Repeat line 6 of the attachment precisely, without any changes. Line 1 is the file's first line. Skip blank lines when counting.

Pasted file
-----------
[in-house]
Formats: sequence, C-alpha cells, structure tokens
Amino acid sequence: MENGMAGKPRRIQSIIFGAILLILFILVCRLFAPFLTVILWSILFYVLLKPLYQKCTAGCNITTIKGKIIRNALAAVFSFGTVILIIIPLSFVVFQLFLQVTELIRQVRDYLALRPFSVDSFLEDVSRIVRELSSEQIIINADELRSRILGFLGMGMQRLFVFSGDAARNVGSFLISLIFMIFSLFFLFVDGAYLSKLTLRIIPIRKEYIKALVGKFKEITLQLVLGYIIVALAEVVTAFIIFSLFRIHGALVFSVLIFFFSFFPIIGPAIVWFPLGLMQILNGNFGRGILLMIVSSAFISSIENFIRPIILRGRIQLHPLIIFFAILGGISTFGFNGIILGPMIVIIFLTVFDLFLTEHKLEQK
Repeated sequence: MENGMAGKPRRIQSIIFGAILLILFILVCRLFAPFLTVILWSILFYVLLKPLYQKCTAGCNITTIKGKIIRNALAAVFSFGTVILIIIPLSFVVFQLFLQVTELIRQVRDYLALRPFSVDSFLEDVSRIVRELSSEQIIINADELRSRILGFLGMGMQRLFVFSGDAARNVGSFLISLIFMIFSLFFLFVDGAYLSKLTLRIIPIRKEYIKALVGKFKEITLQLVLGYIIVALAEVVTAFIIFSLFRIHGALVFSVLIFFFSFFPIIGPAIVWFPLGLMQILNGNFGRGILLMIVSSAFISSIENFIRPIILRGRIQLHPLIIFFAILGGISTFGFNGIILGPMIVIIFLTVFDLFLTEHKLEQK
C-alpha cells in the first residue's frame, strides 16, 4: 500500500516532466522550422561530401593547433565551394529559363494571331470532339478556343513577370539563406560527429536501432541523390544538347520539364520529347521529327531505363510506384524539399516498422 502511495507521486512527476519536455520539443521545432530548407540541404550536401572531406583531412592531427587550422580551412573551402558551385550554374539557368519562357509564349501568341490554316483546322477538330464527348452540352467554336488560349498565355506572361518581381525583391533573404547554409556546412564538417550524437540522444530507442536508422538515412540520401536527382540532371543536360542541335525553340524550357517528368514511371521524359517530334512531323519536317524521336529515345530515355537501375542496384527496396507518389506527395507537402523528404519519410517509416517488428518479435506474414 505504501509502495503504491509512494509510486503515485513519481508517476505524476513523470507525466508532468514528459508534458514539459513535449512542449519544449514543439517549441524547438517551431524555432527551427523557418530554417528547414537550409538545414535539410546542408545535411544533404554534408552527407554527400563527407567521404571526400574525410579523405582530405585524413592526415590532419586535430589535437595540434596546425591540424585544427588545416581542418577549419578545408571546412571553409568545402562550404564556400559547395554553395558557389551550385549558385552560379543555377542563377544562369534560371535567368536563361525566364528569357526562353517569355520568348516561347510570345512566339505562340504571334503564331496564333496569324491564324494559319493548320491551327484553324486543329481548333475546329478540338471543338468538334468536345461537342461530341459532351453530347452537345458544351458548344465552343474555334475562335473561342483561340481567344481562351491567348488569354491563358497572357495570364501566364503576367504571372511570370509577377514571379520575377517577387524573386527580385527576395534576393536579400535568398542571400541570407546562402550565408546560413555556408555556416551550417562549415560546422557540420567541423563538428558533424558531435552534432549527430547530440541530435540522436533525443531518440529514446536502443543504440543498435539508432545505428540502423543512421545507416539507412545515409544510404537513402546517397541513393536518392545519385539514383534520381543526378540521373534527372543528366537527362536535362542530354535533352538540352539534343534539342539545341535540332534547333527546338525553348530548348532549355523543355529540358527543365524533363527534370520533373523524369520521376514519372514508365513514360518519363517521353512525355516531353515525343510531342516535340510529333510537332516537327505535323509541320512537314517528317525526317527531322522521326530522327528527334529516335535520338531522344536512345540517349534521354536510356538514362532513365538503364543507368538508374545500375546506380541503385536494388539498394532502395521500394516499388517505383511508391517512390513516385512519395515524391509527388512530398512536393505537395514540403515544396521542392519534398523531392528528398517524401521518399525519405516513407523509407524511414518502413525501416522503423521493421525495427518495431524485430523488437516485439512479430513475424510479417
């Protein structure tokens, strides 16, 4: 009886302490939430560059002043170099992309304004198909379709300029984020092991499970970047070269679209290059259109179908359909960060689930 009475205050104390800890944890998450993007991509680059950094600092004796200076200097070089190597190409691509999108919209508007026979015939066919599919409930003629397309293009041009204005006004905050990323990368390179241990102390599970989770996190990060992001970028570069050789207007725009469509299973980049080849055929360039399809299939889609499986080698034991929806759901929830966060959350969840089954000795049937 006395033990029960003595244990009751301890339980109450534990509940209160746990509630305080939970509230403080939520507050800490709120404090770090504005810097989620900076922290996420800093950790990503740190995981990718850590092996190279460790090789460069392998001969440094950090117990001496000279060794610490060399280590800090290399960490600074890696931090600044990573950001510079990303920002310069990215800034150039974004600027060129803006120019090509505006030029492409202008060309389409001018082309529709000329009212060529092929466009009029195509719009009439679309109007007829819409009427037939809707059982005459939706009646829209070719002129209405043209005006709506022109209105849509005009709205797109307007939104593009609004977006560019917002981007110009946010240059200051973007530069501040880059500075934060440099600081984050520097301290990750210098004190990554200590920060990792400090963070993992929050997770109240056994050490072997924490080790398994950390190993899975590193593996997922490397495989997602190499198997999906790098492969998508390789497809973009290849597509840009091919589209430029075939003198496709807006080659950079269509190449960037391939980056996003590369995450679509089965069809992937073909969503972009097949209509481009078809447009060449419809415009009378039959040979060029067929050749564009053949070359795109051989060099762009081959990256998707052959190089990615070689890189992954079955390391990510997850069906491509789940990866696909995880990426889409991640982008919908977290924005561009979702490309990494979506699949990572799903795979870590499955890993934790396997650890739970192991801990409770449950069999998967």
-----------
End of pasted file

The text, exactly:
């Protein structure tokens, strides 16, 4: 009886302490939430560059002043170099992309304004198909379709300029984020092991499970970047070269679209290059259109179908359909960060689930 009475205050104390800890944890998450993007991509680059950094600092004796200076200097070089190597190409691509999108919209508007026979015939066919599919409930003629397309293009041009204005006004905050990323990368390179241990102390599970989770996190990060992001970028570069050789207007725009469509299973980049080849055929360039399809299939889609499986080698034991929806759901929830966060959350969840089954000795049937 006395033990029960003595244990009751301890339980109450534990509940209160746990509630305080939970509230403080939520507050800490709120404090770090504005810097989620900076922290996420800093950790990503740190995981990718850590092996190279460790090789460069392998001969440094950090117990001496000279060794610490060399280590800090290399960490600074890696931090600044990573950001510079990303920002310069990215800034150039974004600027060129803006120019090509505006030029492409202008060309389409001018082309529709000329009212060529092929466009009029195509719009009439679309109007007829819409009427037939809707059982005459939706009646829209070719002129209405043209005006709506022109209105849509005009709205797109307007939104593009609004977006560019917002981007110009946010240059200051973007530069501040880059500075934060440099600081984050520097301290990750210098004190990554200590920060990792400090963070993992929050997770109240056994050490072997924490080790398994950390190993899975590193593996997922490397495989997602190499198997999906790098492969998508390789497809973009290849597509840009091919589209430029075939003198496709807006080659950079269509190449960037391939980056996003590369995450679509089965069809992937073909969503972009097949209509481009078809447009060449419809415009009378039959040979060029067929050749564009053949070359795109051989060099762009081959990256998707052959190089990615070689890189992954079955390391990510997850069906491509789940990866696909995880990426889409991640982008919908977290924005561009979702490309990494979506699949990572799903795979870590499955890993934790396997650890739970192991801990409770449950069999998967």